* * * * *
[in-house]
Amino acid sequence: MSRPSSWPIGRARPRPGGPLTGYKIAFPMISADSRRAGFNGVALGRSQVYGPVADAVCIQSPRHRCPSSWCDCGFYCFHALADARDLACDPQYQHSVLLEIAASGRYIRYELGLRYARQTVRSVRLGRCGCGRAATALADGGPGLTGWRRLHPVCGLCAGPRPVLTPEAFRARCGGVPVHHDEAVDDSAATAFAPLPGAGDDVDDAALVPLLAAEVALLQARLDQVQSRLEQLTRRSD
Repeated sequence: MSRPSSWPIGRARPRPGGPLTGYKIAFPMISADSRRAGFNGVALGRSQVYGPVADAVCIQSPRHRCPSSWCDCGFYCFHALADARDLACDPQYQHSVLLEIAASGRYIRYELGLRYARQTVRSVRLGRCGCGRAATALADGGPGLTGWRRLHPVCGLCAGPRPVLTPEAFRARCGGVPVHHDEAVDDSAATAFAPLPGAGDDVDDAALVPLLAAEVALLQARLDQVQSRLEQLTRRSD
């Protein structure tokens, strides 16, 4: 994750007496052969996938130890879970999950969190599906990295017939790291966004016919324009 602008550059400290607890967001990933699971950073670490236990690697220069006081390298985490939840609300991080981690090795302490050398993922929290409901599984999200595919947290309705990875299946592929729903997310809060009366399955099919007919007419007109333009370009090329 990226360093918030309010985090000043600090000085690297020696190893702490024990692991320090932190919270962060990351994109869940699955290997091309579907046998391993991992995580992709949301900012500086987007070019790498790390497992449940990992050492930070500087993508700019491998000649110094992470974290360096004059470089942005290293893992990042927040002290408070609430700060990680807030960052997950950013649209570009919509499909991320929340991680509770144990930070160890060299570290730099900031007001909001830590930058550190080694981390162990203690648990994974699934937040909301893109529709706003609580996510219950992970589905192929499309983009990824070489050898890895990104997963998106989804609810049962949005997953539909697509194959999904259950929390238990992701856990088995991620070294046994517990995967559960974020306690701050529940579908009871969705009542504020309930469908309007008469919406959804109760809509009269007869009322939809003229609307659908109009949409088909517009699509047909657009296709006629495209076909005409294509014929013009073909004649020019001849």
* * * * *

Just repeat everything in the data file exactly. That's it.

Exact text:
[in-house]
Amino acid sequence: MSRPSSWPIGRARPRPGGPLTGYKIAFPMISADSRRAGFNGVALGRSQVYGPVADAVCIQSPRHRCPSSWCDCGFYCFHALADARDLACDPQYQHSVLLEIAASGRYIRYELGLRYARQTVRSVRLGRCGCGRAATALADGGPGLTGWRRLHPVCGLCAGPRPVLTPEAFRARCGGVPVHHDEAVDDSAATAFAPLPGAGDDVDDAALVPLLAAEVALLQARLDQVQSRLEQLTRRSD
Repeated sequence: MSRPSSWPIGRARPRPGGPLTGYKIAFPMISADSRRAGFNGVALGRSQVYGPVADAVCIQSPRHRCPSSWCDCGFYCFHALADARDLACDPQYQHSVLLEIAASGRYIRYELGLRYARQTVRSVRLGRCGCGRAATALADGGPGLTGWRRLHPVCGLCAGPRPVLTPEAFRARCGGVPVHHDEAVDDSAATAFAPLPGAGDDVDDAALVPLLAAEVALLQARLDQVQSRLEQLTRRSD
């Protein structure tokens, strides 16, 4: 994750007496052969996938130890879970999950969190599906990295017939790291966004016919324009 602008550059400290607890967001990933699971950073670490236990690697220069006081390298985490939840609300991080981690090795302490050398993922929290409901599984999200595919947290309705990875299946592929729903997310809060009366399955099919007919007419007109333009370009090329 990226360093918030309010985090000043600090000085690297020696190893702490024990692991320090932190919270962060990351994109869940699955290997091309579907046998391993991992995580992709949301900012500086987007070019790498790390497992449940990992050492930070500087993508700019491998000649110094992470974290360096004059470089942005290293893992990042927040002290408070609430700060990680807030960052997950950013649209570009919509499909991320929340991680509770144990930070160890060299570290730099900031007001909001830590930058550190080694981390162990203690648990994974699934937040909301893109529709706003609580996510219950992970589905192929499309983009990824070489050898890895990104997963998106989804609810049962949005997953539909697509194959999904259950929390238990992701856990088995991620070294046994517990995967559960974020306690701050529940579908009871969705009542504020309930469908309007008469919406959804109760809509009269007869009322939809003229609307659908109009949409088909517009699509047909657009296709006629495209076909005409294509014929013009073909004649020019001849």